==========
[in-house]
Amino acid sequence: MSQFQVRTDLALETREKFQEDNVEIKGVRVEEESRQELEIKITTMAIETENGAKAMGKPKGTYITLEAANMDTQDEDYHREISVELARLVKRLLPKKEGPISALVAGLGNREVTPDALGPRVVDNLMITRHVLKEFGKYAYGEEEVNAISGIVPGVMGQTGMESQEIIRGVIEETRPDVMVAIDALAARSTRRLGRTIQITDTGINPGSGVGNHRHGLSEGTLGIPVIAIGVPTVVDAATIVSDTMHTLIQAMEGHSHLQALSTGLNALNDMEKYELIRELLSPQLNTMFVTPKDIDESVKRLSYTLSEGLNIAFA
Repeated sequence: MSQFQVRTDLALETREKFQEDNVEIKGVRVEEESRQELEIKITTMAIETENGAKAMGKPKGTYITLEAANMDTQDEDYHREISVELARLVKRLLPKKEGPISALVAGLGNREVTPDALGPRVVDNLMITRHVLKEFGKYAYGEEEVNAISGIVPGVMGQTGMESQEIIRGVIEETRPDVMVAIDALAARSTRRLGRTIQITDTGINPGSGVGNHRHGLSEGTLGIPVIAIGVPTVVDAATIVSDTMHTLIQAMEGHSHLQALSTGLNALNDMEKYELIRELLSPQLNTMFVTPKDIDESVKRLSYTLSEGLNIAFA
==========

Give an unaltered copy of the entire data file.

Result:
[in-house]
Amino acid sequence: MSQFQVRTDLALETREKFQEDNVEIKGVRVEEESRQELEIKITTMAIETENGAKAMGKPKGTYITLEAANMDTQDEDYHREISVELARLVKRLLPKKEGPISALVAGLGNREVTPDALGPRVVDNLMITRHVLKEFGKYAYGEEEVNAISGIVPGVMGQTGMESQEIIRGVIEETRPDVMVAIDALAARSTRRLGRTIQITDTGINPGSGVGNHRHGLSEGTLGIPVIAIGVPTVVDAATIVSDTMHTLIQAMEGHSHLQALSTGLNALNDMEKYELIRELLSPQLNTMFVTPKDIDESVKRLSYTLSEGLNIAFA
Repeated sequence: MSQFQVRTDLALETREKFQEDNVEIKGVRVEEESRQELEIKITTMAIETENGAKAMGKPKGTYITLEAANMDTQDEDYHREISVELARLVKRLLPKKEGPISALVAGLGNREVTPDALGPRVVDNLMITRHVLKEFGKYAYGEEEVNAISGIVPGVMGQTGMESQEIIRGVIEETRPDVMVAIDALAARSTRRLGRTIQITDTGINPGSGVGNHRHGLSEGTLGIPVIAIGVPTVVDAATIVSDTMHTLIQAMEGHSHLQALSTGLNALNDMEKYELIRELLSPQLNTMFVTPKDIDESVKRLSYTLSEGLNIAFA